Professor Gregory S. Rohrer
W.W. Mullins Professor and Department Head of Materials Science and Engineering
Ph.D., University of Pennsylvania
Department of Materials Science and Engineering
Carnegie Mellon University
5000 Forbes Avenue
Wean Hall 3327
Pittsburgh, PA 15213-3890
Phone: (412) 268-2696
FAX: (412) 268-7596
Professor Rohrer's Web Site
Gregory S. Rohrer is the W.W. Mullins Professor of Materials Science and Engineering, the Head of the Materials Science and Engineering Department, and the Director of the NSF sponsored Materials Research Science and Engineering Center at Carnegie Mellon University. He received his bachelor's degree in Physics from Franklin and Marshall College in 1984 and his Ph.D. in Materials Science and Engineering from the University of Pennsylvania in 1989. He is the author of over 170 publications and has received the following awards: National Science Foundation Young Investigator Award (1994), Roland B. Snow Award of the American Ceramic Society (1998), Ross Coffin Purdy Award of the American Ceramic Society (2002), Fellow of the American Ceramic Society (2003), the Richard M. Fulrath Award of the American Ceramic Society (2004), and the Robert B. Sosman Award of the American Ceramic Society (2009). Rohrer gave the Lawley lecture at Drexel University in 2005, the Winchell Lecture at Purdue University in 2007, and the GE Distinguished Lecture for MS&E at Rensselaer Polytechnic Institute in 2009. Rohrer is an Associate Editor of the Journal of the American Ceramic Society and was the chair of the Basic Science Division of the American Ceramic Society in 2005 and is on the executive committee of the University Materials Council.
The properties of surfaces and grain boundaries are influenced by their geometric and crystallographic structure, their stoichiometry, and their defect structure. Professor Rohrer’s research is aimed at the quantitative study of interfacial properties with the goal of defining structure-property relationships for interfaces. Current research in the area of polycrystalline structure has the goals of quantifying the population of different grain boundary types, measuring their properties, understanding the mechanism by which the network forms during processing, and understanding the influence that the network structure has on the macroscopic properties of the material. Current research in the area of metal oxide surfaces has the long range goal of developing composite polar oxide materials that make the photolytic production of hydrogen economically feasible.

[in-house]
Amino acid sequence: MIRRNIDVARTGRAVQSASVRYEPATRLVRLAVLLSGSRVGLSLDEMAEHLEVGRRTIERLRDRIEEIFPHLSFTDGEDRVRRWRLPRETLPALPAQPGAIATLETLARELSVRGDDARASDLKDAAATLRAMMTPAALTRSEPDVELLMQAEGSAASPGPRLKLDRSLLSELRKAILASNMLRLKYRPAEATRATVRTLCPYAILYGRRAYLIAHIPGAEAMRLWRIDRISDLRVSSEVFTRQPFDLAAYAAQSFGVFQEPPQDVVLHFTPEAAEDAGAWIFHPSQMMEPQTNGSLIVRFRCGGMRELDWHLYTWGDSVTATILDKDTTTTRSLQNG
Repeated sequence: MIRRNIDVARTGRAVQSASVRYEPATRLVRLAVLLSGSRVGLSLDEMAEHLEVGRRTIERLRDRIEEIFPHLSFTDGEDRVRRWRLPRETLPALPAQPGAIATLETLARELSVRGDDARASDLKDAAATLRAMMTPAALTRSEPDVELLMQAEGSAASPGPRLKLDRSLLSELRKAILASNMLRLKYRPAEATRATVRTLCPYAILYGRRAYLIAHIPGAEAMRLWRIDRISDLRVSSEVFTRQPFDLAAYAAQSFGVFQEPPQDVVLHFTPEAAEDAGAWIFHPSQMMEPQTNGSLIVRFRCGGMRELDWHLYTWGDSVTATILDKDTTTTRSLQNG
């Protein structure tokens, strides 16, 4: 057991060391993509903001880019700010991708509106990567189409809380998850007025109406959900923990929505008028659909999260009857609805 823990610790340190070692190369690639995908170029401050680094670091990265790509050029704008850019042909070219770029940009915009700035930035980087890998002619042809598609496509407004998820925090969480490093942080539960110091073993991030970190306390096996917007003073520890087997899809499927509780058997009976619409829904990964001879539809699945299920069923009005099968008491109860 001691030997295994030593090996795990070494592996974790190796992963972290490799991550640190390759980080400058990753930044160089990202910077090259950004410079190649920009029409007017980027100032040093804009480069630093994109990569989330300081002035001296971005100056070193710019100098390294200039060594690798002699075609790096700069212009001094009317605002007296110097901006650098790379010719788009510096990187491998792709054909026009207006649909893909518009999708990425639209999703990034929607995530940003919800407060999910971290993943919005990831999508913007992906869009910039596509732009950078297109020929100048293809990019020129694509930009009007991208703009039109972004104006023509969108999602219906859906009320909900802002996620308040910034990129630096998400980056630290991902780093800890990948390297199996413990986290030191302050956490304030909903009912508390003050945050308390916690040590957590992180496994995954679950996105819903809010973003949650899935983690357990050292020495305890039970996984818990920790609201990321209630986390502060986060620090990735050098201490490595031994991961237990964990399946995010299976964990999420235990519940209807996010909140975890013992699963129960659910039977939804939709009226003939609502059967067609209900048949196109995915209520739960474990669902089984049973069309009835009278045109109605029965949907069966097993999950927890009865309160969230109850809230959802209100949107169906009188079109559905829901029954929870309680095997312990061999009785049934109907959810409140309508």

N.V. Burbure, P.A. Salvador, G.S. Rohrer, "Orientation and phase relationships between titania films and polycrystalline BaTiO3 substrates as determined by electron backscatter diffraction mapping," Journal of the American Ceramic Society, 93 (2010) 2530-2533.
S.J. Dillon, M.P. Harmer, and G.S. Rohrer, "Influence of interface energies on solute partitioning mechanisms in doped aluminas," Acta Materialia, 58 (2010) 5097-5108.
G.S. Rohrer, E.A. Holm, A.D. Rollett, S.M. Foiles, J. Li, D.L. Olmsted, "Comparing calculated and measured grain boundary energies in nickel," Acta Materialia, 58 (2010) 5063-5069.
G.S. Rohrer and H.M. Miller, "Topological Characteristics of Plane Sections of Polycrystals," Acta Materialia, 58(2010) 3805-3814.
A. Bhardwaj, N.V. Burbure, A. Gamalski, G.S. Rohrer, "Composition Dependence of the Photochemical reduction of Ag by Ba1-xSrxTiO3," Chemistry of Materials, 22 (2010) 3527-3534